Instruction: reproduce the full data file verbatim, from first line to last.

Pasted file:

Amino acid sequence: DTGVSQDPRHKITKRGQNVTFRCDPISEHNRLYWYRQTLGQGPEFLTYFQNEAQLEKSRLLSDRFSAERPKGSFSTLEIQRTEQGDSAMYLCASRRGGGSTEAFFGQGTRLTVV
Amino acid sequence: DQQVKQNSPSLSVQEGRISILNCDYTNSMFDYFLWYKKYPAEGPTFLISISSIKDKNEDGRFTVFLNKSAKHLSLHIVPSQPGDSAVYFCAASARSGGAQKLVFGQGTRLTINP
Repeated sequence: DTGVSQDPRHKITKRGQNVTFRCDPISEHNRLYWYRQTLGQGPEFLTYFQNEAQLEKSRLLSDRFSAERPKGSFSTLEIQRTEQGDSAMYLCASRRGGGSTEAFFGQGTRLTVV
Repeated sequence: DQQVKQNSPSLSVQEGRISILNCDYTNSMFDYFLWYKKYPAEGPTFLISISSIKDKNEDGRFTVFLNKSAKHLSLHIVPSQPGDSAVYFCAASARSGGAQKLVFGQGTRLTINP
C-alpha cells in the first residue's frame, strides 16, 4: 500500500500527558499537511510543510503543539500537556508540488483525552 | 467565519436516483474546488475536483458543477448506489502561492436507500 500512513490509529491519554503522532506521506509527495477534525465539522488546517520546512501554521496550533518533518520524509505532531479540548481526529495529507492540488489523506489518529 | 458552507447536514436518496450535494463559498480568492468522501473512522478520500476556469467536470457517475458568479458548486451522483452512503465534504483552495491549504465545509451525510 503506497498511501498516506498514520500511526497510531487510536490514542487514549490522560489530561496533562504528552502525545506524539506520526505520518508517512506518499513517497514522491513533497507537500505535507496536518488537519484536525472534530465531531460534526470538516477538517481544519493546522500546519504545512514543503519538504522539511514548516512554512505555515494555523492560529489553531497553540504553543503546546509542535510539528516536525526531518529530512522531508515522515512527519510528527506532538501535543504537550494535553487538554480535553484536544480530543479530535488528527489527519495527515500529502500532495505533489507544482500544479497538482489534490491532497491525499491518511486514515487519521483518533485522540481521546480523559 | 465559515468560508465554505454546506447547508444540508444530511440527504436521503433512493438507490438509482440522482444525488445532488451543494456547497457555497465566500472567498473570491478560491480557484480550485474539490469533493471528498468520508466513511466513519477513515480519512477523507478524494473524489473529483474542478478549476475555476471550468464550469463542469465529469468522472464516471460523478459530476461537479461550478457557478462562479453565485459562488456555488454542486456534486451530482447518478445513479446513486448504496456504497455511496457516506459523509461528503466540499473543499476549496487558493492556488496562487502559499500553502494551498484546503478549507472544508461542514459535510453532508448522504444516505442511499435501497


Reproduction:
Amino acid sequence: DTGVSQDPRHKITKRGQNVTFRCDPISEHNRLYWYRQTLGQGPEFLTYFQNEAQLEKSRLLSDRFSAERPKGSFSTLEIQRTEQGDSAMYLCASRRGGGSTEAFFGQGTRLTVV
Amino acid sequence: DQQVKQNSPSLSVQEGRISILNCDYTNSMFDYFLWYKKYPAEGPTFLISISSIKDKNEDGRFTVFLNKSAKHLSLHIVPSQPGDSAVYFCAASARSGGAQKLVFGQGTRLTINP
Repeated sequence: DTGVSQDPRHKITKRGQNVTFRCDPISEHNRLYWYRQTLGQGPEFLTYFQNEAQLEKSRLLSDRFSAERPKGSFSTLEIQRTEQGDSAMYLCASRRGGGSTEAFFGQGTRLTVV
Repeated sequence: DQQVKQNSPSLSVQEGRISILNCDYTNSMFDYFLWYKKYPAEGPTFLISISSIKDKNEDGRFTVFLNKSAKHLSLHIVPSQPGDSAVYFCAASARSGGAQKLVFGQGTRLTINP
C-alpha cells in the first residue's frame, strides 16, 4: 500500500500527558499537511510543510503543539500537556508540488483525552 | 467565519436516483474546488475536483458543477448506489502561492436507500 500512513490509529491519554503522532506521506509527495477534525465539522488546517520546512501554521496550533518533518520524509505532531479540548481526529495529507492540488489523506489518529 | 458552507447536514436518496450535494463559498480568492468522501473512522478520500476556469467536470457517475458568479458548486451522483452512503465534504483552495491549504465545509451525510 503506497498511501498516506498514520500511526497510531487510536490514542487514549490522560489530561496533562504528552502525545506524539506520526505520518508517512506518499513517497514522491513533497507537500505535507496536518488537519484536525472534530465531531460534526470538516477538517481544519493546522500546519504545512514543503519538504522539511514548516512554512505555515494555523492560529489553531497553540504553543503546546509542535510539528516536525526531518529530512522531508515522515512527519510528527506532538501535543504537550494535553487538554480535553484536544480530543479530535488528527489527519495527515500529502500532495505533489507544482500544479497538482489534490491532497491525499491518511486514515487519521483518533485522540481521546480523559 | 465559515468560508465554505454546506447547508444540508444530511440527504436521503433512493438507490438509482440522482444525488445532488451543494456547497457555497465566500472567498473570491478560491480557484480550485474539490469533493471528498468520508466513511466513519477513515480519512477523507478524494473524489473529483474542478478549476475555476471550468464550469463542469465529469468522472464516471460523478459530476461537479461550478457557478462562479453565485459562488456555488454542486456534486451530482447518478445513479446513486448504496456504497455511496457516506459523509461528503466540499473543499476549496487558493492556488496562487502559499500553502494551498484546503478549507472544508461542514459535510453532508448522504444516505442511499435501497